Halberstam v. Global Credit & Collection Corp.
MEMORANDUM DECISION AND ORDER granting defendant's 25 Motion to take appeal of this Court's January 11, 2016 Order pursuant to 28:1292(b) is GRANTED. ( Ordered by Judge Brian M. Cogan on 5/5/2016 ) (Guzzi, Roseann)
UNITED STATES DISTRICT COURT
EASTERN DISTRICT OF NEW YORK
----------------------------------------------------------HERSCHEL HALBERSTAM, on behalf of
himself and all other similarly situated
GLOBAL CREDIT AND COLLECTION
- against -
DECISION AND ORDER
COGAN, District Judge.
Defendant has requested certification, pursuant to 28 U.S.C. § 1292(b), of this Court’s
Memorandum Decision and Order, dated January 11, 2016, for immediate appeal. The motion is
granted. This Court’s Order is hereby amended to include the required certification for appeal.
The facts of this case are simple and not in dispute. On October 7, 2014, a representative
of defendant called plaintiff in an attempt to collect a debt. Plaintiff did not answer the phone;
instead, a third party did. The third party asked if he could take a message for plaintiff. The
collection agent left a message with his name, phone number, and said it was “regarding a
personal business matter.” I had no doubt, and I remain of the view, that the purpose of leaving
such a message was to induce plaintiff to return the collection agent’s call without knowing that
he was calling a collection agent. Describing the purpose of the call to a third party as a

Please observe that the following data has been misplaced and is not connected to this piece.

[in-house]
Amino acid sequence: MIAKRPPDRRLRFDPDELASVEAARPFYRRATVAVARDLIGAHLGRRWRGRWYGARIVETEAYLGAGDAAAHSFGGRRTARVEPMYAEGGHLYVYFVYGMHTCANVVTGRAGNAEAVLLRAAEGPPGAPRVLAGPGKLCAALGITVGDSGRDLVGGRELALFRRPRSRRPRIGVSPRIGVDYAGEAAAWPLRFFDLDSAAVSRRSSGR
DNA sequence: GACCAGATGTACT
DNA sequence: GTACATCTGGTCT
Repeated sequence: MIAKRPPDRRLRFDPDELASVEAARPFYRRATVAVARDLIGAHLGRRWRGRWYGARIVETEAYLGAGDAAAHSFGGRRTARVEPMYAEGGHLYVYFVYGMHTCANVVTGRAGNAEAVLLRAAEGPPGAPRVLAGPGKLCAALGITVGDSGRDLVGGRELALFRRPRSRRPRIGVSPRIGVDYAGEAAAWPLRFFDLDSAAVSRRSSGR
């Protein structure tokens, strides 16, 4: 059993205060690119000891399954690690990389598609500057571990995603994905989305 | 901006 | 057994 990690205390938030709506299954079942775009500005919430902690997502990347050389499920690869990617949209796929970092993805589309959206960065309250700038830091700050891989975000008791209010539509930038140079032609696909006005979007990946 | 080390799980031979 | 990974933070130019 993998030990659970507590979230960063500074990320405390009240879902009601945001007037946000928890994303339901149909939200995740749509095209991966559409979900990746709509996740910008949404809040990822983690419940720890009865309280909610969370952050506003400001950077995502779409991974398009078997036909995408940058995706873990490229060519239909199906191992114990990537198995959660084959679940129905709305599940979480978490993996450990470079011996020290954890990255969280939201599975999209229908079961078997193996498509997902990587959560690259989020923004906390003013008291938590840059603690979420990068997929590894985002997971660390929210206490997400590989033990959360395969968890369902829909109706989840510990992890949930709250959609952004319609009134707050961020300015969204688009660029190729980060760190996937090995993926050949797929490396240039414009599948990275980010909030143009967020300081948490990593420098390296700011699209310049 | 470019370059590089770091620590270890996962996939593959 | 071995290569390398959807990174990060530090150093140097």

“personal business matter” was at least as suggestive, and probably more, of a business
opportunity for plaintiff to make money as it was of its true purpose, which was to cause plaintiff
to pay money.
I granted summary judgment for plaintiff because I found that by leaving a message for
plaintiff with a third party that was calculated to induce a return call without the debtor knowing
that he would be calling a collection company, defendant violated section 1692c(b) of the Fair
Debt Collection Practices Act (“FDCPA”). With narrow exceptions not applicable here, that
statute flatly prohibits debt collectors from communicating with third parties in an attempt to
collect a debt. Defendant had argued that since the statute also prohibits it from identifying itself
as a debt collector to the third party, the only other option it had was to be rude and hang up the
phone. I rejected this argument, pointing out that all that the collection agent had to do when
asked if he wanted to leave a message was say, “no, thank you, I’ll call back later.”
I can certify an order for interlocutory review under 28 U.S.C. § 1292(b) when the order
“involves a controlling question of law as to which there is substantial ground or difference of
opinion and that an immediate appeal from the order may materially advance the ultimate
termination of the litigation.” The proponent of certification must show that: (1) the order
concerns a controlling question of law; (2) there is a substantial ground for difference of opinion;
and (3) an immediate appeal may materially advance the ultimate termination of the litigation.
See Casey v. Long Island R. Co., 406 F.3d 142, 146 (2d Cir. 2005).
The Second Circuit has “repeatedly cautioned [that] use of this certification procedure
should be strictly limited.” In re Flor, 79 F.3d 281, 284 (2d Cir. 1996). “[O]nly exceptional
circumstances [will] justify a departure from the basic policy of postponing appellate review
until after the entry of a final judgment.” Klinghoffer v. S.N.C. Achille Lauro Ed Altri–Gestione
Motonave Achille Lauro in Amministrazione Straordinaria, 921 F.2d 21, 25 (2d Cir. 1990)
(internal citations omitted).
“[A] question of law is ‘controlling’ if reversal of the district court's order would
terminate the action.” In re Air Crash at Georgetown, Guyana, 33 F. Supp. 3d 139, 155
(E.D.N.Y. 2014) (citing Klinghoffer, 921 F.2d at 24). Additionally, in determining whether a
controlling question of law exists, a court may also consider whether the certified issue has
precedential value for a large number of cases. See Primavera Famileinstifung v. Askin, 139 F.
Supp. 2d 567, 570 (S.D.N.Y. 2001).